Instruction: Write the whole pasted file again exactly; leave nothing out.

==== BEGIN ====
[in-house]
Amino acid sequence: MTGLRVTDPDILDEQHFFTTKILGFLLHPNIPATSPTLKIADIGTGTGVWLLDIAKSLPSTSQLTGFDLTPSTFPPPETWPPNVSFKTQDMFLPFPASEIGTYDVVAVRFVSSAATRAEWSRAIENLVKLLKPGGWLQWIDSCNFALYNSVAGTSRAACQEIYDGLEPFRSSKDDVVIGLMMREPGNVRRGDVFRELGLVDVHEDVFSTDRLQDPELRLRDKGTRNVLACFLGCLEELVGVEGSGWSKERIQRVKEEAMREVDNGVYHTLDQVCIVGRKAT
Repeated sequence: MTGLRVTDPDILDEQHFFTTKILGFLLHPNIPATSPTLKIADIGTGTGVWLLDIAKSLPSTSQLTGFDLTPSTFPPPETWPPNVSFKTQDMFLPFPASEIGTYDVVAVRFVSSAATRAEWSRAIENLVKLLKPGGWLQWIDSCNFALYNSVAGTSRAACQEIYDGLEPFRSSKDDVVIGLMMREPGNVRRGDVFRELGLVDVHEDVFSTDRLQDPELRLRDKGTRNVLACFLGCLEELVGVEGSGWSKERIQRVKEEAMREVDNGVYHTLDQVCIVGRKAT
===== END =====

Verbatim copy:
[in-house]
Amino acid sequence: MTGLRVTDPDILDEQHFFTTKILGFLLHPNIPATSPTLKIADIGTGTGVWLLDIAKSLPSTSQLTGFDLTPSTFPPPETWPPNVSFKTQDMFLPFPASEIGTYDVVAVRFVSSAATRAEWSRAIENLVKLLKPGGWLQWIDSCNFALYNSVAGTSRAACQEIYDGLEPFRSSKDDVVIGLMMREPGNVRRGDVFRELGLVDVHEDVFSTDRLQDPELRLRDKGTRNVLACFLGCLEELVGVEGSGWSKERIQRVKEEAMREVDNGVYHTLDQVCIVGRKAT
Repeated sequence: MTGLRVTDPDILDEQHFFTTKILGFLLHPNIPATSPTLKIADIGTGTGVWLLDIAKSLPSTSQLTGFDLTPSTFPPPETWPPNVSFKTQDMFLPFPASEIGTYDVVAVRFVSSAATRAEWSRAIENLVKLLKPGGWLQWIDSCNFALYNSVAGTSRAACQEIYDGLEPFRSSKDDVVIGLMMREPGNVRRGDVFRELGLVDVHEDVFSTDRLQDPELRLRDKGTRNVLACFLGCLEELVGVEGSGWSKERIQRVKEEAMREVDNGVYHTLDQVCIVGRKAT